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The History Of Printing - The Beginnings


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Printing is the process of imprinting paper with ink to create images of letters, graphics, and pictures.
The basic principle of ‘pressing’ the ink onto paper hasn’t changed since the first wooden blocks were
carved so duplications could be made. The first printing presses were invented in China in the 10th
century by which time they were already printing currency.

For the next few centuries, movable type presses were created in China and Korea using a variety of
materials from wood, clay, and finally metal.  By 1392 foundries in Korea were casting type in bronze.
When Marco Polo returned to his home in Venice, Italy in 1295, he brought with him the knowledge of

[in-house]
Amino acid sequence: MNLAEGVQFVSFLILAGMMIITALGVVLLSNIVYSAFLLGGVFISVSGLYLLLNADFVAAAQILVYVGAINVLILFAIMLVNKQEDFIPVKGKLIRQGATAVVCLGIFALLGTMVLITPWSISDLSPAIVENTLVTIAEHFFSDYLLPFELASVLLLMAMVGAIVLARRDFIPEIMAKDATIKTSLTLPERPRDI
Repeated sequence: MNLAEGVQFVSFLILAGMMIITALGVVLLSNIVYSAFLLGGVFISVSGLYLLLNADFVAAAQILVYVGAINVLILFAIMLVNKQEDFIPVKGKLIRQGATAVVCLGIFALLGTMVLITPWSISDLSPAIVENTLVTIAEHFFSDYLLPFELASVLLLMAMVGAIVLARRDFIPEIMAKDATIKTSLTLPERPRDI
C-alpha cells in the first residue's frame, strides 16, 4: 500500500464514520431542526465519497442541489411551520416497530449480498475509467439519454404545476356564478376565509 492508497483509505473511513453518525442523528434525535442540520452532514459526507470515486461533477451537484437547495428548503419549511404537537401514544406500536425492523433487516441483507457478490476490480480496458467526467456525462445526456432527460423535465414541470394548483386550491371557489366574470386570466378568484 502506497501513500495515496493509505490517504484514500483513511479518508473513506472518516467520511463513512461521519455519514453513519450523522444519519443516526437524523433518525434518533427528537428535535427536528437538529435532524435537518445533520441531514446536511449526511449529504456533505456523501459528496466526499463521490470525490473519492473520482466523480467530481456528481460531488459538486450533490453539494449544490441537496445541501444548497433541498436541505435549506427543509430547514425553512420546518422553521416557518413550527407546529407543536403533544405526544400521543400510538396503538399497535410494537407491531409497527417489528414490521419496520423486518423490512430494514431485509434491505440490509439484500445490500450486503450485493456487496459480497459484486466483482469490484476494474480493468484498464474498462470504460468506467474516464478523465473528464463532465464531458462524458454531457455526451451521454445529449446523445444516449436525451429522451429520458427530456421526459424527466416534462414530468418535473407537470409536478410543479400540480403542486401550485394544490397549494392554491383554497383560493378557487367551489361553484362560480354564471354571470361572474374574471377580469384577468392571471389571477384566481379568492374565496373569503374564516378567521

woodblock printing. Italians began to produce books using the hand-carved block technique of cutting
away the background of the wooden block, leaving raised letters. The process was time consuming and
not permanent. Since wood weathers and cracks if it's dry and warps if it is wet, giving the blocks used
to print pages had a limited lifespan.

In 1436, a German man named Johannes Gutenberg altered an olive press to create a printing press
machine. Gutenberg developed metal type for each of the 26 characters in the Roman alphabet
(easier to manage than the Chinese 5000), and designed a way to move the characters around on a
printing plate. This system became known as the movable type printing press and made it possible to
print multiple copies. With its invention, it was possible to print more copies in a few weeks than could
have been produced in years using the hand-carved block method.

Before the printing press was created, only the church and royalty were wealthy enough to have books
printed. In the first major even in information technology, access to books increased and ended the
Middle Ages and started the Renaissance.